Date: June 20-24, 2016 | Tuition: TBD | Continuing Education Units (CEUs): TBD
Note: This course is held on MIT's campus in the summer.
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In today’s world, organizations must be prepared to defend against threats in cyberspace. Decision makers must be familiar with the basic principles and best practices of cybersecurity to best protect their enterprises. In this course, experts from academia, the military, and industry share their knowledge to give participants the principles, the state of the practice, and strategies for the future.
Sessions will address information security, ethical and legal practices, and mitigating cyber vulnerabilities. Participants will also learn about the process of incident response and analysis. The content is targeted at ensuring the privacy, reliability, and integrity of information systems.
The majority of the course (about 75%) is geared toward participants at the decision-making level who need a broad overview, rather than those who are already deeply immersed in the technical aspects of cybersecurity (software development, digital forensics, etc.), although both groups will find the course valuable.
Cybersecurity is a very large subject, and therefore this course is only intended to cover the basics of the current leading and pressing cybersecurity topics. The result is that we can cover many different approaches. We cover the introduction of a topic and after the fundamentals, you can explore further on your own. The goal is for participants to understand the utility of each topic, not to become specialists in any one subject.
Fundamentals: Core concepts, understandings, and tools (30%)
Latest Developments: Recent advances and future trends (20%)
Industry Applications: Linking theory and real-world (50%)
Lecture: Delivery of material in a lecture format (50%)
Discussion or Groupwork: Participatory learning (30%)
Labs: Demonstrations, experiments, simulations (20%)
Introductory: Appropriate for a general audience (30%)
Specialized: Assumes experience in practice area or field (60%)
Advanced: In-depth explorations at the graduate level (10%)
The participants of this course will be able to:
1. Secure both clean and corrupted systems, protecting personal data, securing simple computer networks, and safe Internet usage.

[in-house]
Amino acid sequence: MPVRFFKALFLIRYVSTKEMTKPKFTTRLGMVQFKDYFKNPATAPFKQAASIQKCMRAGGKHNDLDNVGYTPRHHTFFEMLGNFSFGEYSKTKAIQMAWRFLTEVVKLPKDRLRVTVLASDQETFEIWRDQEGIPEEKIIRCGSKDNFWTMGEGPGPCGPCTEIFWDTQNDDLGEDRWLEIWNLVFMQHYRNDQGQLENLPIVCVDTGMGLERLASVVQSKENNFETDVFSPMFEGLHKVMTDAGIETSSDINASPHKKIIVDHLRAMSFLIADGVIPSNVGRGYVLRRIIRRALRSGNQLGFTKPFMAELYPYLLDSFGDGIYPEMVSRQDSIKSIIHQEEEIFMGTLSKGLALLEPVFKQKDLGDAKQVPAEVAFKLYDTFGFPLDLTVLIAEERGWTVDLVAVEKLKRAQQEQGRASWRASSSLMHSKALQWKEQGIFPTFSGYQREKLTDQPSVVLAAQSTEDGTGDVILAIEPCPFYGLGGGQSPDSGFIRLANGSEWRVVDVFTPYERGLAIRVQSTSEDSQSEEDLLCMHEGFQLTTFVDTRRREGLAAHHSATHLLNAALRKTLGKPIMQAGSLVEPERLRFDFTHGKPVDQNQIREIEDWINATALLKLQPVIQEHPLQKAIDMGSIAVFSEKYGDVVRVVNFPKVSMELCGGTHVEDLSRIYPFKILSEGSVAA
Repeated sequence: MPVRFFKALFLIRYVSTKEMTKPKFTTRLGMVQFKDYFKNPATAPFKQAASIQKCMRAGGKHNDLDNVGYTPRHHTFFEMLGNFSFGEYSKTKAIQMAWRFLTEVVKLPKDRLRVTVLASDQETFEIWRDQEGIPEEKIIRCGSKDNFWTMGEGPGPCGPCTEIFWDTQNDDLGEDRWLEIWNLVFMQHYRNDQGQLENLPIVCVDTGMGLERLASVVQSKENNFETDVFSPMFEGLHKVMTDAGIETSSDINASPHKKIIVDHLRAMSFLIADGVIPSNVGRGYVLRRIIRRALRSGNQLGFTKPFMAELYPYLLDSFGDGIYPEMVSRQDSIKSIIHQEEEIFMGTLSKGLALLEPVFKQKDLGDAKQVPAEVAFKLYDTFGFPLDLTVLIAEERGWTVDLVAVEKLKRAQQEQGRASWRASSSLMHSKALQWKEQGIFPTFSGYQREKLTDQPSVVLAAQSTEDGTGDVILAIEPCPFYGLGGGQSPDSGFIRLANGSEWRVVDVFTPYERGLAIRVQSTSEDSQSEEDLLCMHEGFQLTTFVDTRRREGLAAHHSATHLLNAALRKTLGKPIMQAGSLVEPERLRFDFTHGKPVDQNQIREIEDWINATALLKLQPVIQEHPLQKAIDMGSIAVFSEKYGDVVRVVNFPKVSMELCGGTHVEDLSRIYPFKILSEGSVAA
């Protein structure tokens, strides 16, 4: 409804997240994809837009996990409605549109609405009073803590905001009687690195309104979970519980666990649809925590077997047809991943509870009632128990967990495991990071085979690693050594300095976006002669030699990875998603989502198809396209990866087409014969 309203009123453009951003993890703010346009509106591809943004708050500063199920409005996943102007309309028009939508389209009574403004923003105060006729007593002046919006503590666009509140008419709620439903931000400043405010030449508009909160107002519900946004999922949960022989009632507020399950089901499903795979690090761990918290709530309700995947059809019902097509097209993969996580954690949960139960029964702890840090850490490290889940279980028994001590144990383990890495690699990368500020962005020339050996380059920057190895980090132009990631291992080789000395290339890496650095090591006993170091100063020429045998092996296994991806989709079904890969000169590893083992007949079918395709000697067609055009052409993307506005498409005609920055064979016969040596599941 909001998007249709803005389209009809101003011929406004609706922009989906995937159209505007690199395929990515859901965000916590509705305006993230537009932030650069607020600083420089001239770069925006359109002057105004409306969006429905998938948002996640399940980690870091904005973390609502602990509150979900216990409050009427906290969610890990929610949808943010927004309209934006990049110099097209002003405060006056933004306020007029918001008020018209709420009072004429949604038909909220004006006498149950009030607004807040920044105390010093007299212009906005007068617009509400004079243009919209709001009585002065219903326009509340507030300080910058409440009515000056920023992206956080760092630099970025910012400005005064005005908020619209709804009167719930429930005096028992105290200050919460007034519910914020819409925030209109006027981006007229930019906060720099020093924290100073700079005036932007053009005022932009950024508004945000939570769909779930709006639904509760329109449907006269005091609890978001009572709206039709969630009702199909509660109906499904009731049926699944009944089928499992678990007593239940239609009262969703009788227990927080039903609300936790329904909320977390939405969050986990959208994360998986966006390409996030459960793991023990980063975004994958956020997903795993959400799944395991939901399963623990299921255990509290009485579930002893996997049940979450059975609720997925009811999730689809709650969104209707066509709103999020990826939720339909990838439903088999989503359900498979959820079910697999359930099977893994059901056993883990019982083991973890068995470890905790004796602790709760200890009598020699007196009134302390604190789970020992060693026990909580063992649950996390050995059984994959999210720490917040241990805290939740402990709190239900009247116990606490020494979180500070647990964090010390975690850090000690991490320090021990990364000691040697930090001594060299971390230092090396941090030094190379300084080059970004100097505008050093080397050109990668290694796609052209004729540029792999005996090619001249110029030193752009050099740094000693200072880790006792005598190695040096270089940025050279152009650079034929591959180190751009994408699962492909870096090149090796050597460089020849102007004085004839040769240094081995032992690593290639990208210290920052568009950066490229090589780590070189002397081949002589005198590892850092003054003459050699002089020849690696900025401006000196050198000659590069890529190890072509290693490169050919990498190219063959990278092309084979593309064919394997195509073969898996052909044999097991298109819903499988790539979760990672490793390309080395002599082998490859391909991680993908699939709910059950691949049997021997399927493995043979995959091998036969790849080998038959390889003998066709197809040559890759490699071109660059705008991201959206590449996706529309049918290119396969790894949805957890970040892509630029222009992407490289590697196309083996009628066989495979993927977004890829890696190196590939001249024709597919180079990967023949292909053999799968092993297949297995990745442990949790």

2. Understand key terms and concepts in cyber law, intellectual property and cyber crimes, trademarks and domain theft.
3. Determine computer technologies, digital evidence collection, and evidentiary reporting in forensic acquisition.
4. Incorporate approaches to secure networks, firewalls, intrusion detection systems, and intrusion prevention systems.
5. Examine secure software construction practices.
6. Understand principles of web security.
7. Incorporate approaches for incident analysis and response.
8. Incorporate approaches for risk management and best practices.
Who Should Attend
Seventy-five percent of the course is geared toward providing a basic framework for professionals making cybersecurity decisions in industry and government and individuals seeking to immerse themselves in the pressing issues of cybersecurity, giving them the information they need to make the best decisions for the defense of their organizations. About a quarter of the course covers more technical areas of interest to people with more engineering-focused backgrounds, such as software developers or those working in digital forensics. Although those with a computing background would be better prepared for the more technical topics, an engineering or computing background is not required to benefit from any of the sessions.
Please note that the exact nature and order of the topics is subject to change.
Introduction to Information Security Fundamentals and Best Practices
- Protecting Your Computer and its Contents
- Securing Computer Networks - Basics of Networking
- Compromised Computers
- Secure Communications and Information Security Best Practices
- Privacy Guidelines